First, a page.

ELIKA: Well, for instance, I think that everything should have a home. We can’t always stick to it but Macey knows we have the things of this cover that drive it to another, this chip place is only for cleaning products, if there are batteries, there’s only one place they’re going to be. I just have a little bit of OCD and have been able to translate that into my… rather than have therapy or pills. I thought I’ll have some money out of it. It’s a far safer option. So, with that, ironically, it has helped Macey because you’re not running around looking for stuff and it really helps these children because they need to know where things are and then you put them back. And I think if it gets too chaotic for them, it is almost they don’t progress so much. That’s what I think. I could be completely wrong.

DEBRA: I’m a big fan of label-maker to be fair. Do you use labels or is just knowing; she just knows after a while where things are?

ELIKA: I used to use labels when she was younger. I wouldn’t actually use words; I would do like sort of paint brushes and that’s where the paints where and then bricks. Those were visual aids for her to know where things were. If only I uses labels with my labels for my clients and offer my tools. But I think that we’ve lived in this house pretty much since she just about 3 so I think things haven’t changed that much and she just kind of know.

DEBRA: So, you just have a routine and you know where everything is?

ELIKA: Yes, creatures of habit. Repetition. Repetition.

DEBRA: Repetition. Repetition. Repetition.

So, going forward, do you think that she’ll keep those skills that you’re teaching her? The look book and that sort of thing?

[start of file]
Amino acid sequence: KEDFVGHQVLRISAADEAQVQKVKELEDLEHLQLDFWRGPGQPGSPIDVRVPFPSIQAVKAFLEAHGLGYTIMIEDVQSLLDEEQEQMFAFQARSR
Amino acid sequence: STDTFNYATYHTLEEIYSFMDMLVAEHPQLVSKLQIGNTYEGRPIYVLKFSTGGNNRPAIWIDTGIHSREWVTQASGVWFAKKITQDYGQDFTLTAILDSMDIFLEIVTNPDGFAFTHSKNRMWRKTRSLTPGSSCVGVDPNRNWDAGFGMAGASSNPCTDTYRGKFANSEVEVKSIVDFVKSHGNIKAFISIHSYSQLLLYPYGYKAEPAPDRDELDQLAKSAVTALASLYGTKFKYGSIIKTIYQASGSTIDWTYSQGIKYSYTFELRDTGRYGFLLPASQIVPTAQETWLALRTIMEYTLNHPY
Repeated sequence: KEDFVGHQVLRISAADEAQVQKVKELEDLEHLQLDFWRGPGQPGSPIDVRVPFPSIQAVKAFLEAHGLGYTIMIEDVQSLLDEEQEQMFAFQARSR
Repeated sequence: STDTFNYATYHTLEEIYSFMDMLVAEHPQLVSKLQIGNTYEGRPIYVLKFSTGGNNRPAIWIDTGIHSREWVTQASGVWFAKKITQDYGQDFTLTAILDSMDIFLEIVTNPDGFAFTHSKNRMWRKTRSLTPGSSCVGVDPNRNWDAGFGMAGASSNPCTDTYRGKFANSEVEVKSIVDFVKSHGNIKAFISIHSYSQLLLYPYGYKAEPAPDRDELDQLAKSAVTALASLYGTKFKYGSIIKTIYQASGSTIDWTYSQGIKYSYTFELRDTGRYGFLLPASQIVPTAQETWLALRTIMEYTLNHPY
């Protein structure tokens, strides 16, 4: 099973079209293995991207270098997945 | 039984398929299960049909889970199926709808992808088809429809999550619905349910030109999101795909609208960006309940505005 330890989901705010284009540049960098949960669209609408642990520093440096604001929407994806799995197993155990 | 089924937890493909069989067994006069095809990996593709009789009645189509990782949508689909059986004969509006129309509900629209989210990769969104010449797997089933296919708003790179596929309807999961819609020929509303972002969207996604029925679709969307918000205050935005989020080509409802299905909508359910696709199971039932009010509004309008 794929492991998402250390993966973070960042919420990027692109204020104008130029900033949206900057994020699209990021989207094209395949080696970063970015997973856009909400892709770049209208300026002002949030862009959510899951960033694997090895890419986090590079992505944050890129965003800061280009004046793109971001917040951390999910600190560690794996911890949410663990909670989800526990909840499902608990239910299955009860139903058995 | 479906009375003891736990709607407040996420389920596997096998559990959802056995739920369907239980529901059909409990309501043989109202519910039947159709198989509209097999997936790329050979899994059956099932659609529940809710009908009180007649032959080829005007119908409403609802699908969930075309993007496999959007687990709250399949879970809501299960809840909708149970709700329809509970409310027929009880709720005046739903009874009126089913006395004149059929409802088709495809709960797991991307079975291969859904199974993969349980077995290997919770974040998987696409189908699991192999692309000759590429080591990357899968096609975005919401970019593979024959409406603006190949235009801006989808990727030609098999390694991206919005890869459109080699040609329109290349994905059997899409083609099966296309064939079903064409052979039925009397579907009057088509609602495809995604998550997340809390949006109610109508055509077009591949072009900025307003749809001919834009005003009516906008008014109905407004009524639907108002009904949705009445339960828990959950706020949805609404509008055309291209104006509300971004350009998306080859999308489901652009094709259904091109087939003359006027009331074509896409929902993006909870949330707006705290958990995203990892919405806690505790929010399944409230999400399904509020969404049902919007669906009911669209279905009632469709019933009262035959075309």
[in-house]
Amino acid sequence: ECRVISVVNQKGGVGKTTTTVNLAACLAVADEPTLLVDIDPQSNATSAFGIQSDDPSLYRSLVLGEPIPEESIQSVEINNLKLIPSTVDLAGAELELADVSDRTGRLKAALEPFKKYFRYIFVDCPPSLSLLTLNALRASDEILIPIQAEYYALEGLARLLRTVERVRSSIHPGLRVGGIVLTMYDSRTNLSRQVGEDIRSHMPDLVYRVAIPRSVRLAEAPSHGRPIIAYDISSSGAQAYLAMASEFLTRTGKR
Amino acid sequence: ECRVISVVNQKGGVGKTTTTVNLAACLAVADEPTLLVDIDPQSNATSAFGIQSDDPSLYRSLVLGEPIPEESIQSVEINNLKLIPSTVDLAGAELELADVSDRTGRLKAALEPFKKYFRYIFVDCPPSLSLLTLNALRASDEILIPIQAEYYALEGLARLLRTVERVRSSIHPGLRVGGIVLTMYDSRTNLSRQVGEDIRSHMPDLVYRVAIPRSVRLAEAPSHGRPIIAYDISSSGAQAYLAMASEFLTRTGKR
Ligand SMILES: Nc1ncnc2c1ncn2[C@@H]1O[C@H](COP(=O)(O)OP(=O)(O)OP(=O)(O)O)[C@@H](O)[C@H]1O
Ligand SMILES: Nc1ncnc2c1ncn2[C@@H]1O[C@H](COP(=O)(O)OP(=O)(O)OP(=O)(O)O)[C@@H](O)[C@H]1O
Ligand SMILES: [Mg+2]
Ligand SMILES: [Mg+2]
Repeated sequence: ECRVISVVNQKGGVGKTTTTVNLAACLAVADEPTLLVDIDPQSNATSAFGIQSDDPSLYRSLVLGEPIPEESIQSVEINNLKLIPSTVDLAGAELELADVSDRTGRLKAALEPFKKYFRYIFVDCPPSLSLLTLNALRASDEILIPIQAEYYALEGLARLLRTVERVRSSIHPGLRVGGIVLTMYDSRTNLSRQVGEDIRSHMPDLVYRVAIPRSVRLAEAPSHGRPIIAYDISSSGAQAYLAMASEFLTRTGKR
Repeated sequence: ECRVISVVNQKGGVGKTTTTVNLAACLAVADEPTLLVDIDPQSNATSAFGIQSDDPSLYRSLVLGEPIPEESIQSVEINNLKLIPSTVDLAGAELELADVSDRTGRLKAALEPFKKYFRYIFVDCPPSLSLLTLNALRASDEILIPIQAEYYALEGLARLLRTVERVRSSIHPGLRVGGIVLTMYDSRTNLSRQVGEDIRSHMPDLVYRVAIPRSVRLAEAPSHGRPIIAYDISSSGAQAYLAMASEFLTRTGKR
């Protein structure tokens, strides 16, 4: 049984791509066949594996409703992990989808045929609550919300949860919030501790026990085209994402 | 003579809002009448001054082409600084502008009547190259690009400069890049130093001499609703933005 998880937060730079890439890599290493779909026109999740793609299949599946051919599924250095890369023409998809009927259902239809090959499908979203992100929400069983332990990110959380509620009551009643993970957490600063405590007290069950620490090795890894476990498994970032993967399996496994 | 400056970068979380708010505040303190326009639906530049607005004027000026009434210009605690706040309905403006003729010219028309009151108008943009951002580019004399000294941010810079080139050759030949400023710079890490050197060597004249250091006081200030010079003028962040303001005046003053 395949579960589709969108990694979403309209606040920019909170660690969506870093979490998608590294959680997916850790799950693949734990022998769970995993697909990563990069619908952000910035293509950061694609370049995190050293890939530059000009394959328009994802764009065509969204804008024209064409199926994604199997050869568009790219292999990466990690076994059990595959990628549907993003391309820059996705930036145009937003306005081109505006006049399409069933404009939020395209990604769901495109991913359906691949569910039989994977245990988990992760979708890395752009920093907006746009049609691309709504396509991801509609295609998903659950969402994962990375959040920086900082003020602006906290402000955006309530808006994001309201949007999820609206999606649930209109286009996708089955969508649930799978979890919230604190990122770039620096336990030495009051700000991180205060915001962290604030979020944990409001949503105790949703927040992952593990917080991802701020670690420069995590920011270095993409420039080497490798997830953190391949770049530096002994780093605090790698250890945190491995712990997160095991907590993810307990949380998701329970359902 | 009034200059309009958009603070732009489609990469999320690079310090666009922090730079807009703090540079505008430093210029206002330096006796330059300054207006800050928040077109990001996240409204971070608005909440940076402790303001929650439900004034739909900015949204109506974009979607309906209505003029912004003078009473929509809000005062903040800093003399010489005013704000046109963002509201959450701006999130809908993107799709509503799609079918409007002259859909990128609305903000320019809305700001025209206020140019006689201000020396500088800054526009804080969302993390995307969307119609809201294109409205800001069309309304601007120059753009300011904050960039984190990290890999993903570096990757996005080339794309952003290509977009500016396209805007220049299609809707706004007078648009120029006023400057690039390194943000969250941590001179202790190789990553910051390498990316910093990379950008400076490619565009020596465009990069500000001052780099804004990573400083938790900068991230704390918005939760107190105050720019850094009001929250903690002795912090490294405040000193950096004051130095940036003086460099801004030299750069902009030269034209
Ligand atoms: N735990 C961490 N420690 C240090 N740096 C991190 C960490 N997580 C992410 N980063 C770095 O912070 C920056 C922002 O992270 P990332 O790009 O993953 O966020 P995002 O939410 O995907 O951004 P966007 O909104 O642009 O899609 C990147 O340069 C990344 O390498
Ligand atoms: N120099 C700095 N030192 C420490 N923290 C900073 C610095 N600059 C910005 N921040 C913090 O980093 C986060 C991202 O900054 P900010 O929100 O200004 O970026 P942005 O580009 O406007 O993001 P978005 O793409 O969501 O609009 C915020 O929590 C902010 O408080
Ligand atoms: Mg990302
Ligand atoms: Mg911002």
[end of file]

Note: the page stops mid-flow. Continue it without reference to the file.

ELIKA: Look, the only way she’s going to do the look book if that comes from me. That’s just on the telephone. That’s just to help her and she asks for that. She likes it. I don’t think she’s ever going to be as tidy as me.
DEBRA: So, we talked about the clothes side of things and you mentioned before about sort of staying tidy other ways, what do you do there?

ELIKA: One of the things I remember with Macy was trying to sort of teach her when she’s getting dressed because her fine motor skills are quite impaired, it’s using the other body parts to help her. So, for instance, when she first learned to put her last lacy skirt on, putting the shirt down, I get her to use her teeth to hold the skirt up. So, she had both hands underneath to put it down. Things like that. Teaching her to fold towels, using her teeth in the middle, that kind of thing really has helped. It’s like, what was she capable of and what wasn’t she? And because of this sort of fine and gross motor skill issues, so it was about me pushing her to learn to do the dishwasher, cleaning the glass table and it being okay if it wasn’t perfect because I think that sometimes we seek perfection where I definitely do. These things take a long time to learn so it’s just letting them get on with it and do it. It’s like if you put some knives and forks away, it’s okay if they’re upside down. I think that’s the kind of thing I’m trying to say. Macey might not put them the right way around whereas as I put them.